Mum (Mom) or Dad: Who is Worse At The Pool?

Mum (Mom) or Dad: Who is Worse At The Pool?

So Just who is worst at supervising their children at the pool? Is it Mum (Mom) or Dad? In my experience: The answer is Clearly Dads!

Warning Rant Coming!

You know as a man I have long heard how bad women are when it comes to talking and how easily they are distracted; making them poor drivers, and generally unsafe when it comes to having company. Well, I'm here to tell you that I think that is all poppycock!

Picture of a man looking at his phone whilst in the pool. Mum (Mom) or Dad: Who is Worse At The Pool?
Abu Sayeed Ibn Muktar on Unsplash

As a lifeguard and duty manager the people I have had the most trouble with safety-wise, have by far been the men.

Even if the numbers of customers I had trouble with at the pool were equally distributed between men and women (and they are not. In my experience men, far out the number of women I have had to deal with in terms of poor safety around their children), men would still be worse, mostly because when you try to point out to them that their actions are unsafe they are the ones most likely to arch up as though their pride is more important to them than the safety of their child.

Now I freely admit that I have no statistics and the conflicts I have may be purely because men don't like other men telling them that they are wrong, but let me outline just three instances:

1)Dad with a phone.

Whilst I was doing my patrol around the pool, I noted a father clearly responsible for the care of his toddler but sitting on the side of the pool playing with his phone. Is their anybody out there that thinks this is a safe thing to do?

I went and spoke to the dad and explained that he needed to put away his phone and watch his child.

His first response was "yea yea I will". I walked away a bit because I have found that if you give people their dignity and walk away a bit they will often comply without any further action. But he didn't so I approached him again.

This time, however, I coped a barrage of abuse accusing me of being everything from a lifeguard Hitler to a cop in a bad mood, in the process he put away his phone. The moment he did so, whilst he was still abusing me, I said, "thank you" and walked away.

Despite his anger, from that moment on he stood watching his child. My goal had been achieved but I had to confront abuse to achieve it and the child was not safe in the meantime.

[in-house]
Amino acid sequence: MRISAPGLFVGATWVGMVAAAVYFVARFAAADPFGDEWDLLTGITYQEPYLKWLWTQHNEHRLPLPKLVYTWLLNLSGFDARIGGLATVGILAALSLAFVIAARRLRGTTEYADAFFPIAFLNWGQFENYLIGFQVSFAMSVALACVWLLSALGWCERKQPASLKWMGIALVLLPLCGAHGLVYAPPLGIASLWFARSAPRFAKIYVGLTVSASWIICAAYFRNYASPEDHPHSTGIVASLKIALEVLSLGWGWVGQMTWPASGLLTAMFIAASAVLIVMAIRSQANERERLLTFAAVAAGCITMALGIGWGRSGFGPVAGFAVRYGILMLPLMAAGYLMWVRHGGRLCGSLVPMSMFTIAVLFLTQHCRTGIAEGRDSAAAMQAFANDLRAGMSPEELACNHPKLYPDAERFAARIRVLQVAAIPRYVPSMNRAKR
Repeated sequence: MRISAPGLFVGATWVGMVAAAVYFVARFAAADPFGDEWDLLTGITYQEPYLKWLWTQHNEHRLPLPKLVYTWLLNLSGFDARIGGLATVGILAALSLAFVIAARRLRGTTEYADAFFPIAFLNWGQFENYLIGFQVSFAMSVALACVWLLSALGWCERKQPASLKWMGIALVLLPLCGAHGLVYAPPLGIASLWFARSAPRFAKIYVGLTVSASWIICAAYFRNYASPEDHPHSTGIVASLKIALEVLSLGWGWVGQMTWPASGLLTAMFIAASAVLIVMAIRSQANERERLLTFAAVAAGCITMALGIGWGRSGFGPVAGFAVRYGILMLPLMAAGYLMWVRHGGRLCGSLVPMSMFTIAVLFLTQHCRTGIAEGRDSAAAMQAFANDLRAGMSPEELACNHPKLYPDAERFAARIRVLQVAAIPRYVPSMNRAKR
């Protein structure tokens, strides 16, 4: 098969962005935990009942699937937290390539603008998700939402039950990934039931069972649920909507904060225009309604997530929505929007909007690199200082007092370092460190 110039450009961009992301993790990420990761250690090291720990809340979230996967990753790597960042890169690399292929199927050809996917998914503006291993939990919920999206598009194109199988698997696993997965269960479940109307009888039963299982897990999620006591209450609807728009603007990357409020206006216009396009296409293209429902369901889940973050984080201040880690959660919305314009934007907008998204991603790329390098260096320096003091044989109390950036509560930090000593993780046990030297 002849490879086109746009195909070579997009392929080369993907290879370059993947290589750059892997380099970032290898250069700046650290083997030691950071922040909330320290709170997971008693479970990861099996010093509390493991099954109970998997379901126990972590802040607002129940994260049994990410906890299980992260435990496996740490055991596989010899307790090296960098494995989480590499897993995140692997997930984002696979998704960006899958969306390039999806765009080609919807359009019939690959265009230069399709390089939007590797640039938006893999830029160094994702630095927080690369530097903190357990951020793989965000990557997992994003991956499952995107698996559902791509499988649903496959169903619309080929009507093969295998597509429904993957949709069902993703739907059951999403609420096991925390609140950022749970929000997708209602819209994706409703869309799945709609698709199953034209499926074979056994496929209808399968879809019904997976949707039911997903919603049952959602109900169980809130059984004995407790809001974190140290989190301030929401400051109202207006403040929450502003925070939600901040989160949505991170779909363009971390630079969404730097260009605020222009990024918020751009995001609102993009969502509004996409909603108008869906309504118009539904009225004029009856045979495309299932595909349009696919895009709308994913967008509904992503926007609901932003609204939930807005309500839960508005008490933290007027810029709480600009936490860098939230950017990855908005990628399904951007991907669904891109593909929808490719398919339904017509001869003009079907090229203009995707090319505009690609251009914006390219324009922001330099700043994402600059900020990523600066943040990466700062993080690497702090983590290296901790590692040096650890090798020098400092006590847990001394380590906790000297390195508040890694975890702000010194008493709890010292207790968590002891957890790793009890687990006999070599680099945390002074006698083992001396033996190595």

Wait... Get Your Lesson Plans Here


2)Toddler pool party with SNAG Dads

A bunch of Dads had clearly got together and decided to run a 4-year-old birthday party and give the mums a break. What nice thought.

I think so too. Sensitive New Age Guys are great. Except I spent the entire shift telling them to stop talking and go and get their children who had started to wander into danger.

They were too interested in their own conversations with the other dads to keep an eye on the precious little lives they were responsible for.

This is not Being a SNAG (Sensitive New Age Guy). This is being STUPID! (That's short for JUST PLAIN STUPID!!!!)

3)Two Dad chatting.


Two dads with toddles in the water but engrossed in their own conversation. Toddles wondering out of arms reach but always quickly returning to safety.

This is a very difficult situation for a lifeguard. Do they say something to the parent or is the parent really watching? As long as the child doesn't stray too far out of arms reach if the parent is really watching the child is relatively safe. This becomes a discretionary choice of the lifeguard. They have to assess the risk.

A few moments later, however, one child is just out of reach again, slips and goes under. Before I (the lifeguard on duty) could react the farther jumps up and lifts the child out of the water.

This is a good thing:
a) it shows that the father is watching and
b) the father will have learned a lesson and keep the child closer... or so I thought.

Not more than a couple of minutes later both the toddles are now out of reach by almost 10 meters. This is too high a risk. The dads oblivious in the middle of the pool sitting enjoying their chat.

"Dad's" I yelled. "Get closer to your children".

The response: rolled eyes and a move to that of only halved the distance.

Still, way too far for them to respond should one or both of the toddlers decided, for instance, to climb the toddler pool bars and fall in or worse fall on their heads.

"Dad's Closer" I reiterated

"Awe come on mate" was the response

"Dad's you are required to be within arms reach of your child"

"Awe come on"

"Dads you have already had a child go under now get closer"

"He didn't go under"

"He did go under, I saw it, now get closer or get out"

To cut a long story short the duty manager was called, who then reiterated my position only to have the dads say that they didn't know about the arms reach rule and it would have been nice to be told quietly.

Seriously?

Even if they had not been told at the front desk and everybody with a child is, there is signage all over the place.

Even if they couldn't or didn't bother to read, one of their children went under the water.

They saw it.

They picked the child out of the water.

This is not a real objection this is just denial.

Are all dads this stupid?

Absolutely Not!

Most are great carer's. But there are too many men that think taking their kids to the pool is a place so safe that you can set kids free and forget.

Wake up!

A pool is wonderful fun but unless you want dead kids you cannot set and forget. You have to be actively involved.

Come on Dad's it's time to Man Up!

No Conversation Is More Important Than Your Child!!!!!!!!!!! Stop Talking and Start Caring - Watch your child!

Rant over!

Enjoy The Water and Keep Your Child in Arms Reach     
Richard





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